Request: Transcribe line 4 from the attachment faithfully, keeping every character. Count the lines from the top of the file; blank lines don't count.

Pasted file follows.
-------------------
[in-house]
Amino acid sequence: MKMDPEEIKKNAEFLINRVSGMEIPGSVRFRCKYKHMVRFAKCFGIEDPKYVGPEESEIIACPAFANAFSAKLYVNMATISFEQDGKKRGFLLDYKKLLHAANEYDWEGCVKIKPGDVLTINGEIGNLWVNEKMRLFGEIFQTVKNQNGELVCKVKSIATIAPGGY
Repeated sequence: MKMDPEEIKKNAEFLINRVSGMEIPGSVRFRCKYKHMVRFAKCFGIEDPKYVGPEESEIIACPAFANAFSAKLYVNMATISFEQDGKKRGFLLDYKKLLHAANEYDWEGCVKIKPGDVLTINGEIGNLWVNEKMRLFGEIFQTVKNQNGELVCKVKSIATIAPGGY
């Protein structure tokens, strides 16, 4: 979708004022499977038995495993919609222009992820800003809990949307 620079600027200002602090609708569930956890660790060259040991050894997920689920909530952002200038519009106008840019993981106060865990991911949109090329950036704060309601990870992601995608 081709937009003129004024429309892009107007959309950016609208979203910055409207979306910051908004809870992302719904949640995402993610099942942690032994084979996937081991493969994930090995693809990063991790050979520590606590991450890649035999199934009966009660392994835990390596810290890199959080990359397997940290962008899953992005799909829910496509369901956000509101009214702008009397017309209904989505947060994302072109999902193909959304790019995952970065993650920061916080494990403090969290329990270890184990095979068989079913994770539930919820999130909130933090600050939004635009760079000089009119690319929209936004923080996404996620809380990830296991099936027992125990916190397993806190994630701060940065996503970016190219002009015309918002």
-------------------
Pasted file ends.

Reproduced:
């Protein structure tokens, strides 16, 4: 979708004022499977038995495993919609222009992820800003809990949307 620079600027200002602090609708569930956890660790060259040991050894997920689920909530952002200038519009106008840019993981106060865990991911949109090329950036704060309601990870992601995608 081709937009003129004024429309892009107007959309950016609208979203910055409207979306910051908004809870992302719904949640995402993610099942942690032994084979996937081991493969994930090995693809990063991790050979520590606590991450890649035999199934009966009660392994835990390596810290890199959080990359397997940290962008899953992005799909829910496509369901956000509101009214702008009397017309209904989505947060994302072109999902193909959304790019995952970065993650920061916080494990403090969290329990270890184990095979068989079913994770539930919820999130909130933090600050939004635009760079000089009119690319929209936004923080996404996620809380990830296991099936027992125990916190397993806190994630701060940065996503970016190219002009015309918002």